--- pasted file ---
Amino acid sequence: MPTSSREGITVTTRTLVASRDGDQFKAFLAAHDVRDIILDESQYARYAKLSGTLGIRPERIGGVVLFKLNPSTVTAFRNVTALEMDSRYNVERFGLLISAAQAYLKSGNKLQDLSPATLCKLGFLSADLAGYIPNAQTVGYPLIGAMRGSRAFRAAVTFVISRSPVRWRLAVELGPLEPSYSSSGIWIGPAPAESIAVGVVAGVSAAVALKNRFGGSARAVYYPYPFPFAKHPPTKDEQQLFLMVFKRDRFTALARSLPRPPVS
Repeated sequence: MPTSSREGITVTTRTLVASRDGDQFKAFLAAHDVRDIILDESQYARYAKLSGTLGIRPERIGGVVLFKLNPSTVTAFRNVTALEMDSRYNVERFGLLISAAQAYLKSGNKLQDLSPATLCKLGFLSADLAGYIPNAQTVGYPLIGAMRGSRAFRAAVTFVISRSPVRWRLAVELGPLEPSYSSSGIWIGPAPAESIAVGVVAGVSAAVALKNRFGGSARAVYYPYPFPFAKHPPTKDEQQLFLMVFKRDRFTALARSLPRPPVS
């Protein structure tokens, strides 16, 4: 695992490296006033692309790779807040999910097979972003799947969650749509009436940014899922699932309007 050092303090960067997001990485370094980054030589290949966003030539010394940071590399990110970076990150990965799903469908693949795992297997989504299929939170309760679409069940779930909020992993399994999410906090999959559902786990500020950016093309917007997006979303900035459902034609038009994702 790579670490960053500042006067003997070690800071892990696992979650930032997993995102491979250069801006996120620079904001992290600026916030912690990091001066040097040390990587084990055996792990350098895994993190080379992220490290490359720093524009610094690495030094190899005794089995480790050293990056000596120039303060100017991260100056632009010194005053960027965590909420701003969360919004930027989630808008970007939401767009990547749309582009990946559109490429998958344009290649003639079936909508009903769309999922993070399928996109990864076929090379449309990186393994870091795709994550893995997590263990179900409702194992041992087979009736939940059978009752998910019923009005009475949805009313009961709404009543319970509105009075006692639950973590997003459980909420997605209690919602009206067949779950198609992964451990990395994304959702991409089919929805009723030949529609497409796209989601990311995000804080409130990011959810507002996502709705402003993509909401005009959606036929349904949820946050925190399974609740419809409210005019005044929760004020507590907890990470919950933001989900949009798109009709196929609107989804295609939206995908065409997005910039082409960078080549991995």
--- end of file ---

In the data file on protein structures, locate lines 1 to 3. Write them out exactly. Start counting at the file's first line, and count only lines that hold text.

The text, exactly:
Amino acid sequence: MPTSSREGITVTTRTLVASRDGDQFKAFLAAHDVRDIILDESQYARYAKLSGTLGIRPERIGGVVLFKLNPSTVTAFRNVTALEMDSRYNVERFGLLISAAQAYLKSGNKLQDLSPATLCKLGFLSADLAGYIPNAQTVGYPLIGAMRGSRAFRAAVTFVISRSPVRWRLAVELGPLEPSYSSSGIWIGPAPAESIAVGVVAGVSAAVALKNRFGGSARAVYYPYPFPFAKHPPTKDEQQLFLMVFKRDRFTALARSLPRPPVS
Repeated sequence: MPTSSREGITVTTRTLVASRDGDQFKAFLAAHDVRDIILDESQYARYAKLSGTLGIRPERIGGVVLFKLNPSTVTAFRNVTALEMDSRYNVERFGLLISAAQAYLKSGNKLQDLSPATLCKLGFLSADLAGYIPNAQTVGYPLIGAMRGSRAFRAAVTFVISRSPVRWRLAVELGPLEPSYSSSGIWIGPAPAESIAVGVVAGVSAAVALKNRFGGSARAVYYPYPFPFAKHPPTKDEQQLFLMVFKRDRFTALARSLPRPPVS
């Protein structure tokens, strides 16, 4: 695992490296006033692309790779807040999910097979972003799947969650749509009436940014899922699932309007 050092303090960067997001990485370094980054030589290949966003030539010394940071590399990110970076990150990965799903469908693949795992297997989504299929939170309760679409069940779930909020992993399994999410906090999959559902786990500020950016093309917007997006979303900035459902034609038009994702 790579670490960053500042006067003997070690800071892990696992979650930032997993995102491979250069801006996120620079904001992290600026916030912690990091001066040097040390990587084990055996792990350098895994993190080379992220490290490359720093524009610094690495030094190899005794089995480790050293990056000596120039303060100017991260100056632009010194005053960027965590909420701003969360919004930027989630808008970007939401767009990547749309582009990946559109490429998958344009290649003639079936909508009903769309999922993070399928996109990864076929090379449309990186393994870091795709994550893995997590263990179900409702194992041992087979009736939940059978009752998910019923009005009475949805009313009961709404009543319970509105009075006692639950973590997003459980909420997605209690919602009206067949779950198609992964451990990395994304959702991409089919929805009723030949529609497409796209989601990311995000804080409130990011959810507002996502709705402003993509909401005009959606036929349904949820946050925190399974609740419809409210005019005044929760004020507590907890990470919950933001989900949009798109009709196929609107989804295609939206995908065409997005910039082409960078080549991995």